SOURCE: The Washington Post

May 19, 2008 07:00 ET

The Washington Post Announces Special Series "Young Lives at Risk: Our Overweight Children"

Five-Part Series Examines Widespread Trend, Risks Associated With Overweight Children, Offers Potential Solutions

WASHINGTON, DC--(Marketwire - May 19, 2008) - The Washington Post and washingtonpost.com introduce an in-depth, five-part series on overweight children, a problem affecting the lives of millions of American children. The series examines the toll on individual children and identifies contributing factors including family, economic status, and lax public health policy.

"Childhood obesity puts virtually every major organ in the body at risk and appears to be alarmingly more destructive to a child's well-being than it is to an adult's well-being," said Lynn Medford, Metropolitan Editor, The Washington Post. "This series explores the epidemic from every angle, looking at the possible causes and potential solutions. It addresses the need for government response and offers suggestions to families who want to improve their health."

The childhood obesity series began Sunday, May 18 with an overview of the epidemic from Susan Levine and Rob Stein. Lean Plate Club columnist Sally Squires tests readers' "Nutrition IQ."

--  On Monday, May 19: Is government doing enough to combat childhood
    obesity? Staff writers Lori Aratani and Susan Levine talk to critics who
    say the federal response has been inadequate and uncoordinated. Staff
    writer Kendra Marr explains why vending machines don't offer healthier
    snacks.
    
--  Tuesday, May 20: Can neighborhoods make kids fat? Staff writers Hamil
    Harris and Steve Hendrix take a look at District wards in which over half
    the children are overweight, and Annie Gowen focuses on the significant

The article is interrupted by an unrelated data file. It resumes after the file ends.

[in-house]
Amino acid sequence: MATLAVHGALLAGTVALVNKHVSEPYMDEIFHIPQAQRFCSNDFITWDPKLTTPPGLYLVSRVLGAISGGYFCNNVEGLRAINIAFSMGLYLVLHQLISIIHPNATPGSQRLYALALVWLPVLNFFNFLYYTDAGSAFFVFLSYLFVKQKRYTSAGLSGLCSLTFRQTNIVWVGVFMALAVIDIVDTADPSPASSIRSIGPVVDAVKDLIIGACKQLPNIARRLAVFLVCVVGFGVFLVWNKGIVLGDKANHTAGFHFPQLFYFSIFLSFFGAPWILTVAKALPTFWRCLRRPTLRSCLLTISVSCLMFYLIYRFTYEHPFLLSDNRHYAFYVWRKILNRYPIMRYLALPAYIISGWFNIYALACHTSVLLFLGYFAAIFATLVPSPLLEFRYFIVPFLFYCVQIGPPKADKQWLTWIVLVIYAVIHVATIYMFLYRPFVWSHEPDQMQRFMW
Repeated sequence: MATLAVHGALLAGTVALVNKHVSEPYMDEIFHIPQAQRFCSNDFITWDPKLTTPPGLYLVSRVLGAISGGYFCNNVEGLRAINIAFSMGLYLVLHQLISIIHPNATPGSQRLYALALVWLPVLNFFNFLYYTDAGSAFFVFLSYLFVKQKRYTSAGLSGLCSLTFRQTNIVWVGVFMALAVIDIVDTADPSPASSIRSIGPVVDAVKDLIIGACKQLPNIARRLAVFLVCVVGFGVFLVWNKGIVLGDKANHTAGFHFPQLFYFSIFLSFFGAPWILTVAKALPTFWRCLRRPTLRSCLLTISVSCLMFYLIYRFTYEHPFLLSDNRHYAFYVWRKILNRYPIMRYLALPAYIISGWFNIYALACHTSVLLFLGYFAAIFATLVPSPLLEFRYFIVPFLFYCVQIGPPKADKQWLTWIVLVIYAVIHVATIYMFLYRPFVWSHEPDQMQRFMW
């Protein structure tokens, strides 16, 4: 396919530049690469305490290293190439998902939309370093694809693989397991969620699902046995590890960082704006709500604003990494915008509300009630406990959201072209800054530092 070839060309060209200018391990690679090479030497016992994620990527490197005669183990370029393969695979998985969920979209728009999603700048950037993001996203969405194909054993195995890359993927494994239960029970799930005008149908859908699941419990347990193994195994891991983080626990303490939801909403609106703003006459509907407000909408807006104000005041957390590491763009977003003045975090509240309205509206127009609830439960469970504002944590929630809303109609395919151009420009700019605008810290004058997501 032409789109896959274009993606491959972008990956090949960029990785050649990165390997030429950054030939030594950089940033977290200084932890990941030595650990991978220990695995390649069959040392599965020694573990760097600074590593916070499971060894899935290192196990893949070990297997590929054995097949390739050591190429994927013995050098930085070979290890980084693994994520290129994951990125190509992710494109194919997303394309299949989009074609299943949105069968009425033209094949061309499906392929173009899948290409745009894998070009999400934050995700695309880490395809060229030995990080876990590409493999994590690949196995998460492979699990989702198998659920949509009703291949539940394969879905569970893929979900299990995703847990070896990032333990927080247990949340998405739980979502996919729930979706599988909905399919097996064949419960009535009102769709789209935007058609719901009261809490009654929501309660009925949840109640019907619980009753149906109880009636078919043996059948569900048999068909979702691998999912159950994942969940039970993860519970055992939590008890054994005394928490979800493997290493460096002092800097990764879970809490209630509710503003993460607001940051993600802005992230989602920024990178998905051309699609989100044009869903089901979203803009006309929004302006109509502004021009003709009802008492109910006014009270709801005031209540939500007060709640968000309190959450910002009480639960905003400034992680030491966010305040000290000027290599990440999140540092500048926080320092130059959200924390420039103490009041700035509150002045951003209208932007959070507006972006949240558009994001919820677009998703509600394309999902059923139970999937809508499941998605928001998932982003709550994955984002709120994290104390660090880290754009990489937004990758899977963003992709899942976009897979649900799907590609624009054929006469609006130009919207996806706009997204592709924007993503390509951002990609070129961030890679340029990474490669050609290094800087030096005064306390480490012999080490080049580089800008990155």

weight problems that suburban communities are confronting among children.
    Health writer Sandra Boodman visits a controversial "fat school."
    
--  Wednesday, May 21: Are parents the barrier to healthy lunches? Staff
    writer Lori Aratani examines this issue from a school setting, and
    Education Reporter Valerie Strauss follows the latest trend in physical
    education. The Food section tells parents how to pack healthy lunches and
    explores possibilities for improved home economics classes.
    
--  Thursday, May 22: Staff writer Brigid Schulte reveals that the medical
    community is baffled over how to prevent children from becoming overweight
    and staff writers Susan Levine and Lori Aratani look at the food industry's
    response to the obesity epidemic and what more can be done.
    

Families can also access important information on how to improve their health and diet. Online features, such as nutrition quizzes and an anatomical graphic, help readers learn about the dangers of poor nutrition and inadequate physical activity. Tools also include an interactive grocery store, which features 16 product groups and nutritional comparisons, to demonstrate how careful shopping can lower the amount of unhealthy ingredients. Videos, audio slideshows and photos show the struggle of children who confront obesity and the parents who suffer with them. "KidsPost" will provide appropriate, complementary coverage for younger readers.

The series can be found at www.washingtonpost.com/obesity.

About washingtonpost.com

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